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Lauren J. Rivera Headshot

Lost: A Day Later

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Months ago, a friend of mine suggested I write a spec script for Lost as part of my screenwriting portfolio. I got Michael Emerson wide-eyes on him and, when I realized he wasn't joking, laughed out loud. "Me? Write an episode of Lost?" I asked incredulously. He only nodded. I responded, "Dude! That show is epic. I'm not ready to write a show like that. I'm not even sure the writers of the show were ready to write a show like that." That's when my friend looked at me strangely and asked, "Then why have you been a fan for over five years?" Although this question was posed to me before the final season of Lost premiered, the answer I gave sums up which side of the finale critiquing fence I fall on.

"Because it's not about the loopholes or the unanswered questions. It's about the characters, their journeys and their redemption... I care about them."

Back then I didn't realize to what degree I would have to defend my stance come 11:31pET on May 23, 2010. Although my immediate friends were all with me on believing the finale had been one of the finest we'd ever seen, more than half of the reviews and blogs I read the following day leaned in the opposite direction. What divided us?

Answers vs. Characters.

I can honestly say as a lover of all stories driven by the super natural, I originally tuned in to Lost once I heard it was Bermuda-Triangle-with-a-smoke-monster-esque. After being reeled in by a movie-like pilot, I stuck around for what quickly became a tale of many back stories. Why? Because they were interesting! Because they were entwined! Because they were good! If it weren't for the fantastic stories written for these characters I wouldn't have come to like who they were. And knowing and liking them was the key to keeping me around when the rest of the story got trippy. Nordic polar bears on a tropical island (and in Tanzania.) "Special" Walt. Donkey Wheel (with no donkeys in sight.) Others. Dharma. Dharma others? If it weren't for my belief in the characters my head might have spun off my shoulders.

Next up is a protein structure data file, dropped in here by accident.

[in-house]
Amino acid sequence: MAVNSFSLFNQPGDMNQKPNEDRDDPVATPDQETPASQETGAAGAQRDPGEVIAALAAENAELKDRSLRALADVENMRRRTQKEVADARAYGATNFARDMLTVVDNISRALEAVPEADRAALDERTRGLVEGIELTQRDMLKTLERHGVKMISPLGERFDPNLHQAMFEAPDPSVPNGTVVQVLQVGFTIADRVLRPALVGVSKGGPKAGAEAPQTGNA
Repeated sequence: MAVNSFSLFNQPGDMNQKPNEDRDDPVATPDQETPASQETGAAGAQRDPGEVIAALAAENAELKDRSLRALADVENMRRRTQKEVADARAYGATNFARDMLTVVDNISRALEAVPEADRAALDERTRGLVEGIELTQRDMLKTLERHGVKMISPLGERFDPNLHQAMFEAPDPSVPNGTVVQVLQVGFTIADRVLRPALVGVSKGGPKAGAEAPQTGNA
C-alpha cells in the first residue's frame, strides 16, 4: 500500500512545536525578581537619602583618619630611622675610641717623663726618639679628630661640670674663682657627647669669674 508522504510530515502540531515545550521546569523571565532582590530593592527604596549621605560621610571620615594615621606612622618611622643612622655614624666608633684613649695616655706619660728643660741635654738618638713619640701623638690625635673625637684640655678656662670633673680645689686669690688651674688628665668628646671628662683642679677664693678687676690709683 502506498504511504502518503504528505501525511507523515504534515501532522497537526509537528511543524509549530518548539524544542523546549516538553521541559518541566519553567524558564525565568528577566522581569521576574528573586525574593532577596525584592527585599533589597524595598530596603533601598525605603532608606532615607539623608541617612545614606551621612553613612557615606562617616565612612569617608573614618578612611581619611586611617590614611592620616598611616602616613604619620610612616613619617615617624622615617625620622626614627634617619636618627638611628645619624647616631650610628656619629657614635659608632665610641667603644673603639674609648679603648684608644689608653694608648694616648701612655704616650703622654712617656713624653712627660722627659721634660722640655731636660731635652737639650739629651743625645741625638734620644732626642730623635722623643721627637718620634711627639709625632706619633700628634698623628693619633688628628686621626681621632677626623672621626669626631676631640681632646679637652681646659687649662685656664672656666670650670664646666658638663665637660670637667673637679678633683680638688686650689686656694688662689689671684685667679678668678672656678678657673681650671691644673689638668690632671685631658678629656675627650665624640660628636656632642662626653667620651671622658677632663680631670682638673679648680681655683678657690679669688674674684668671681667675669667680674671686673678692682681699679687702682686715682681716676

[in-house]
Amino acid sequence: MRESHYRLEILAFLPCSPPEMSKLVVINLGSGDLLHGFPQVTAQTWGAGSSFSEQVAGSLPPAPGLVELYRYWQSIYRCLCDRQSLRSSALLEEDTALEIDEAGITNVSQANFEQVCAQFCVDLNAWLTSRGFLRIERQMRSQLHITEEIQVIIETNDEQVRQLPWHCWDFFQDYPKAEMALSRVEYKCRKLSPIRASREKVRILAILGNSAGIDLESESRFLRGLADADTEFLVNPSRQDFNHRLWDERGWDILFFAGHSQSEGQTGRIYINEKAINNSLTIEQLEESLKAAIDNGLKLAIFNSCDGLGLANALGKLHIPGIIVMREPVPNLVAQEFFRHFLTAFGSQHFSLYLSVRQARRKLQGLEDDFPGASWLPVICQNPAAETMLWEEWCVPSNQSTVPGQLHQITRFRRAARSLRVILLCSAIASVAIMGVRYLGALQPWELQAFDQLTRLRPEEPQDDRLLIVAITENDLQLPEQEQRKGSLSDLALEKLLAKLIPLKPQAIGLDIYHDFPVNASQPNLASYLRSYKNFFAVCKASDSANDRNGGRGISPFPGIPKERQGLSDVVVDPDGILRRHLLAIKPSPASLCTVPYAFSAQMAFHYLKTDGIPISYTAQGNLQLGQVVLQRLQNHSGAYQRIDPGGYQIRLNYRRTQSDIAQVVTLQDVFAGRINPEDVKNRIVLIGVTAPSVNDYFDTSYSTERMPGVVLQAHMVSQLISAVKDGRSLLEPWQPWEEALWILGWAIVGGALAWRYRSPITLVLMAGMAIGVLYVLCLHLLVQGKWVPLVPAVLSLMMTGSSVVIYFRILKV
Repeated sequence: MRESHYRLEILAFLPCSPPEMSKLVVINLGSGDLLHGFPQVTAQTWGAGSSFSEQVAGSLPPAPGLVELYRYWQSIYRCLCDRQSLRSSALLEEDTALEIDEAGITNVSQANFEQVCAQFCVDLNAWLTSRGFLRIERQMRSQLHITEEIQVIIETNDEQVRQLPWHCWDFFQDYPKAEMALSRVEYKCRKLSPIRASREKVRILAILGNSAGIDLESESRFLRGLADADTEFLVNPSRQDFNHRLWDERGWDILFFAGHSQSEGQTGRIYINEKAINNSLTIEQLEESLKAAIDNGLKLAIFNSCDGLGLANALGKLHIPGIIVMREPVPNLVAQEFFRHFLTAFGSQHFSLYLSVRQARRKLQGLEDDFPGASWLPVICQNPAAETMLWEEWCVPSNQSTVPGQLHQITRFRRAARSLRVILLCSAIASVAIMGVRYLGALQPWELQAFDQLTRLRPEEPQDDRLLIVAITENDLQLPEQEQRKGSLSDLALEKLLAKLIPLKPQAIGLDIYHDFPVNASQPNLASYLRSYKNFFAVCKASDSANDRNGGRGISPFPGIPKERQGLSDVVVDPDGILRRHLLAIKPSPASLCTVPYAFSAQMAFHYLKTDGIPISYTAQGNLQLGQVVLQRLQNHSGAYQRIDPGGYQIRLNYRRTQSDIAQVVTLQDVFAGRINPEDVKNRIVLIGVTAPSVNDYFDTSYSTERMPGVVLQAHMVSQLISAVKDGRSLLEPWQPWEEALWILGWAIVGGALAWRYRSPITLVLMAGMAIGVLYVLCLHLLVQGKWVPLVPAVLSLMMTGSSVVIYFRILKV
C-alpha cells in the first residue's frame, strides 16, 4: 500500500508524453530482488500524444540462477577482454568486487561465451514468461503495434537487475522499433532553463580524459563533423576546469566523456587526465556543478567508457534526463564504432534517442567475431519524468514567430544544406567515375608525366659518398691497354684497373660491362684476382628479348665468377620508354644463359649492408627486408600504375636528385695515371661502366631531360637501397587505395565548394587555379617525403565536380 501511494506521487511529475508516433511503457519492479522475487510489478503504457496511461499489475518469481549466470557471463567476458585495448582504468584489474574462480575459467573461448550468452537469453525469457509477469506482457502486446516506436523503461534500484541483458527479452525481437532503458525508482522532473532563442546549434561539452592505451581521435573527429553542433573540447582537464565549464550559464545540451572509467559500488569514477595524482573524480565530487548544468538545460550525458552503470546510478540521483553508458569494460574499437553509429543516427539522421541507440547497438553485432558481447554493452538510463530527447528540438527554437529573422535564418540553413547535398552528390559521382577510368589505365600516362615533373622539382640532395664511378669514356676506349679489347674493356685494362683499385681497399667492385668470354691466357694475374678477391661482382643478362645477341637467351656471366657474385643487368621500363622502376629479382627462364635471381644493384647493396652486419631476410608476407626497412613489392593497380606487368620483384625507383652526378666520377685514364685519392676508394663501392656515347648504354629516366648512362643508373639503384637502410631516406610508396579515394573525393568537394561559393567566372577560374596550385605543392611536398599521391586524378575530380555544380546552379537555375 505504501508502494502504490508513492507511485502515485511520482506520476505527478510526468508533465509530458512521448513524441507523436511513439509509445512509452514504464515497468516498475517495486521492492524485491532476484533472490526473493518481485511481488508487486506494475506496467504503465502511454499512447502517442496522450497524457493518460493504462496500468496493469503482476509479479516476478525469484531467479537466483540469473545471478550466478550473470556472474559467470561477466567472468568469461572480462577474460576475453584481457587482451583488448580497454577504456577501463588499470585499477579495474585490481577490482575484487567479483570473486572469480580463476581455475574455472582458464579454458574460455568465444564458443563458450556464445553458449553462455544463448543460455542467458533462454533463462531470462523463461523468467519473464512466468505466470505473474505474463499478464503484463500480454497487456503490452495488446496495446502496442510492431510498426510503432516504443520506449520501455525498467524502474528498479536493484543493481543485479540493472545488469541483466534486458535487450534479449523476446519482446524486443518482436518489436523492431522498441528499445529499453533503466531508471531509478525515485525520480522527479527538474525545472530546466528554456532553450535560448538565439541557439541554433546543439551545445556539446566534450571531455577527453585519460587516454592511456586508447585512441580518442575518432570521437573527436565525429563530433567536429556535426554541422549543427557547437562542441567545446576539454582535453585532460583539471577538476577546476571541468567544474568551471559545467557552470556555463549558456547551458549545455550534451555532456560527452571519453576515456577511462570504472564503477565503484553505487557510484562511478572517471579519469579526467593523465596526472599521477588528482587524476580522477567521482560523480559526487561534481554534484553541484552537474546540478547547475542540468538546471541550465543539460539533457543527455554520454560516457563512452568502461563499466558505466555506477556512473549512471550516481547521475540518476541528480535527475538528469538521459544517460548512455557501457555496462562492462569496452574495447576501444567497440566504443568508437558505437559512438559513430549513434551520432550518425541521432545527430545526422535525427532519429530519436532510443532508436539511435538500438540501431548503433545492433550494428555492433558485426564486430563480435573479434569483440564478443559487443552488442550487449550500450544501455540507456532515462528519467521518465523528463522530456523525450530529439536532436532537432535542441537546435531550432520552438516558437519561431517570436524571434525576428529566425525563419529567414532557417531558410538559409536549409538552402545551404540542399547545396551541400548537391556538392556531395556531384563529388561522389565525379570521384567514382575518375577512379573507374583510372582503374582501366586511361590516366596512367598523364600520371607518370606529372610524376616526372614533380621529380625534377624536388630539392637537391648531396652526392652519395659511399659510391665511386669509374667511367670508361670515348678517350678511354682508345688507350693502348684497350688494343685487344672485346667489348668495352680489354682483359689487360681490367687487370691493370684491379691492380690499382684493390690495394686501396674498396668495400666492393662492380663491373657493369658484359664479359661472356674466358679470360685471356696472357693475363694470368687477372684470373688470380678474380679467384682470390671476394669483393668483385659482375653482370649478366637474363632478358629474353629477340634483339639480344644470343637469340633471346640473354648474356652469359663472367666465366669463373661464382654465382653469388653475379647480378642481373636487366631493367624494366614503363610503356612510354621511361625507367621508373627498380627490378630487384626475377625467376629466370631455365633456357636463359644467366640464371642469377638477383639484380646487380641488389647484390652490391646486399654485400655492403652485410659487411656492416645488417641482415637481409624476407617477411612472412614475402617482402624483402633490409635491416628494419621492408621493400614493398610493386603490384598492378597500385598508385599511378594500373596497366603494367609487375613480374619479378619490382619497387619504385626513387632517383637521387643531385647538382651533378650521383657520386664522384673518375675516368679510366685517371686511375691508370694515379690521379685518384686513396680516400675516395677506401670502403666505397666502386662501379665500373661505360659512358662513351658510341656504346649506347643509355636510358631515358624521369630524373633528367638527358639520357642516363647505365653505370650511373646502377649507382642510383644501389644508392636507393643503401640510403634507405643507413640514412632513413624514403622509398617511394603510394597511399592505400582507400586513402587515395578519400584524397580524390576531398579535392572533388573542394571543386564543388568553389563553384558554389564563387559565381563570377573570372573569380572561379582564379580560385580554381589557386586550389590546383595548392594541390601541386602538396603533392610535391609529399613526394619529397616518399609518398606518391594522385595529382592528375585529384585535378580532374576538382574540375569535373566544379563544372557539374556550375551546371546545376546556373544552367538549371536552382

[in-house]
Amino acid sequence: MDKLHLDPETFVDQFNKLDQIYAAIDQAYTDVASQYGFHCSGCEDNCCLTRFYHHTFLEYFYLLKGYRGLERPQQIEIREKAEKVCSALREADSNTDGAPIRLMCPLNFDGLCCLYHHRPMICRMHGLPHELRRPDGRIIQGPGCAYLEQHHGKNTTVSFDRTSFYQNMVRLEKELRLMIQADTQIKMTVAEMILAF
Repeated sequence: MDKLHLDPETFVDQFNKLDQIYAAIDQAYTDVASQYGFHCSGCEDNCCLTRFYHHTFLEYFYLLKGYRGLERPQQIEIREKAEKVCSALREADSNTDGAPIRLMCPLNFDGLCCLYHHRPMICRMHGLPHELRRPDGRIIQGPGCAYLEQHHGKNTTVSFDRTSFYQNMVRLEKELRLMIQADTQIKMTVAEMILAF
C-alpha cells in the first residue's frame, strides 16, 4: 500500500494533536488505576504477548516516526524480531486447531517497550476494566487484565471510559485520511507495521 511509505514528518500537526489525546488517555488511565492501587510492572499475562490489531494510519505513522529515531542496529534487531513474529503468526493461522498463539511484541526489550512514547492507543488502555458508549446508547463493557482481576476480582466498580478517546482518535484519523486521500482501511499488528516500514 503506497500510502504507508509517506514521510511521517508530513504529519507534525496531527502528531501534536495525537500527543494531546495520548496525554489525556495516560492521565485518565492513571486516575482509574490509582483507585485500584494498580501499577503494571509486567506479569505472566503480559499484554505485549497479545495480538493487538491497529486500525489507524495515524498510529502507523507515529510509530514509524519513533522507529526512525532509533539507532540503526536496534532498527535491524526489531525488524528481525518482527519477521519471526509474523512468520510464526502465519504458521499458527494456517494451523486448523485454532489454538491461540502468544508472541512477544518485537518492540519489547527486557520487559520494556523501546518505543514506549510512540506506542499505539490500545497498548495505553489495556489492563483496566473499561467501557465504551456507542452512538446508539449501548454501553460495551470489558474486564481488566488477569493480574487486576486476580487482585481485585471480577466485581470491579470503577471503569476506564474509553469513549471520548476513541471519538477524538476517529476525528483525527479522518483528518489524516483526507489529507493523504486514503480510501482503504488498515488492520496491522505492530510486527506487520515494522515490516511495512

But it didn't.

And along the same lines, I wasn't upset when, in the end, we didn't get the answers to every question. I was okay with the room for interpretation because I could be sure of one thing: the characters were going to be alright and it's because they saved the island. "But what was the island, Lauren?"

Now I'm no Doc Jensen, I may not have studied all the clues that Lost presented but I did walk away with my own belief about the moral of the story. (Deep breath, here we go...) The island is home to the heart of our existence, of our earth. It has been hidden and protected since its creation (long before Jacob and MIB.) The light is the product of our hope and our belief that once our bodies die our souls have somewhere else to go. Very much the basis of many religions like those showcased throughout the show. The "plug" keeps the light centralized, to release it is to release the souls of our earth into nothingness. In other words, to destroy the afterlife.

Those anointed to protect the light are (at first) human, and by being human, are defaulted to have a margin of error (i.e. Jacob blindly following his mother's obnoxious rule of keeping people on the island against their will, which is what caused the creation of MIB's hatred.) With each new Jacob, the protector evolves: Jack ridding the island of MIB, and Hurley doing away with the island's restraints so Desmond could go home. And, in my mind, it goes on forever just as the island must continue to exist.

End of theory one.

During the last half of this season I posed two other questions: why couldn't MIB just leave, and why did Desmond have to come back to the island? Here are my thoughts on the former: MIB isn't human. He has some portion of the afterlife within him; maybe it's the negative afterlife, maybe it's hell's fury. With those prospects, I'll just accept that he should stay put for all our sakes. "But Lauren, why couldn't he leave when he became mortal?" My theory on that is he may still harbor hatred of the island, and maybe after he becomes bored in Hawaii, decides he wants to come back and find another way to destroy it. So in the end: MIB must die (which sucks because I really liked Titus Welliver and Terry O'Quinn's portrayal of him. But anyway!)

As for the latter part of my earlier question, I believe Desmond removing the plug and the events that followed were all part of Jacob's plan. MIB had figured out the loophole to kill Jacob at the end of season 5. Likewise, Jacob may have already deduced a loophole to kill MIB. Jacob knew Desmond was the only one that could withstand the power of the light long enough (because he survived the fail-safe) to release the plug, temporarily removing MIB's immortality, giving Jack (or whoever had accepted the role of the protector) enough time to kill him before returning the plug to its rightful place.

Are these theories a little far-fetched? Maybe, but the best thing about them is that I have the room to make them. And that's why I'm not red in the face over the finale (except for the redness caused by buckets of tears.)

The point of having the sideways characters connect to their island selves was to motivate them to remember their lives and their deaths. And I remembered with them. With each reintroduction I remembered why I came to love them all. And likewise I knew I was also saying goodbye. Because, as Christian Shephard put it, it's time to move on.

So with that I close my book of involvement with Lost. Not for a moment do I think I will find a replacement for such an amazing show, but I won't harp on what it didn't get to tell me. I'll walk away with what I think it did.

Namaste.